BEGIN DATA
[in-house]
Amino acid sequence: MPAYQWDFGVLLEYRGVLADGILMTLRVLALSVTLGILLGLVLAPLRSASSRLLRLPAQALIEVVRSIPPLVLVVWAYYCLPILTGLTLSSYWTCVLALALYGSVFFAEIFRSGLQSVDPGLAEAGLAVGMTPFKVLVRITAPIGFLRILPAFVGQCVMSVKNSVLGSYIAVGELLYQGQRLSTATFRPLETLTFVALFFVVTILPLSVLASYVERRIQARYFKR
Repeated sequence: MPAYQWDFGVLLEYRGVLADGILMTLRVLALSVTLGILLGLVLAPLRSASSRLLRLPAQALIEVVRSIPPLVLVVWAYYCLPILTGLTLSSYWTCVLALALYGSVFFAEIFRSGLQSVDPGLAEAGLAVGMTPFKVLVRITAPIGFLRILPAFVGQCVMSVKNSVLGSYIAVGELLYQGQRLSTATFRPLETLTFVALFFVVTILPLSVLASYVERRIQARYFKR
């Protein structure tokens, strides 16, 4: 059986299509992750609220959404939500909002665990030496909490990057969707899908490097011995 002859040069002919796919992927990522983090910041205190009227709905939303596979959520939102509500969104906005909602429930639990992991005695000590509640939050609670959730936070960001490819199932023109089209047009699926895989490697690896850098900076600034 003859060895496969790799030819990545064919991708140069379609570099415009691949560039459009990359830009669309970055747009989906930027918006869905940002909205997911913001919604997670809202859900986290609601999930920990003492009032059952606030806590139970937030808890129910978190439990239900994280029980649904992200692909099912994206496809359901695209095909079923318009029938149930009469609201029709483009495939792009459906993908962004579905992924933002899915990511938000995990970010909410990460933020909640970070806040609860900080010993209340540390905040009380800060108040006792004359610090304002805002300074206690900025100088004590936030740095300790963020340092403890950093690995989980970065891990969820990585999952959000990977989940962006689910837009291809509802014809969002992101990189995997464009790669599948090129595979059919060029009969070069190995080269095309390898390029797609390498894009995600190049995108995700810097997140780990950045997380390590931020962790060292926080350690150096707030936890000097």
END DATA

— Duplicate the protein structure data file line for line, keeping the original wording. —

[in-house]
Amino acid sequence: MPAYQWDFGVLLEYRGVLADGILMTLRVLALSVTLGILLGLVLAPLRSASSRLLRLPAQALIEVVRSIPPLVLVVWAYYCLPILTGLTLSSYWTCVLALALYGSVFFAEIFRSGLQSVDPGLAEAGLAVGMTPFKVLVRITAPIGFLRILPAFVGQCVMSVKNSVLGSYIAVGELLYQGQRLSTATFRPLETLTFVALFFVVTILPLSVLASYVERRIQARYFKR
Repeated sequence: MPAYQWDFGVLLEYRGVLADGILMTLRVLALSVTLGILLGLVLAPLRSASSRLLRLPAQALIEVVRSIPPLVLVVWAYYCLPILTGLTLSSYWTCVLALALYGSVFFAEIFRSGLQSVDPGLAEAGLAVGMTPFKVLVRITAPIGFLRILPAFVGQCVMSVKNSVLGSYIAVGELLYQGQRLSTATFRPLETLTFVALFFVVTILPLSVLASYVERRIQARYFKR
């Protein structure tokens, strides 16, 4: 059986299509992750609220959404939500909002665990030496909490990057969707899908490097011995 002859040069002919796919992927990522983090910041205190009227709905939303596979959520939102509500969104906005909602429930639990992991005695000590509640939050609670959730936070960001490819199932023109089209047009699926895989490697690896850098900076600034 003859060895496969790799030819990545064919991708140069379609570099415009691949560039459009990359830009669309970055747009989906930027918006869905940002909205997911913001919604997670809202859900986290609601999930920990003492009032059952606030806590139970937030808890129910978190439990239900994280029980649904992200692909099912994206496809359901695209095909079923318009029938149930009469609201029709483009495939792009459906993908962004579905992924933002899915990511938000995990970010909410990460933020909640970070806040609860900080010993209340540390905040009380800060108040006792004359610090304002805002300074206690900025100088004590936030740095300790963020340092403890950093690995989980970065891990969820990585999952959000990977989940962006689910837009291809509802014809969002992101990189995997464009790669599948090129595979059919060029009969070069190995080269095309390898390029797609390498894009995600190049995108995700810097997140780990950045997380390590931020962790060292926080350690150096707030936890000097």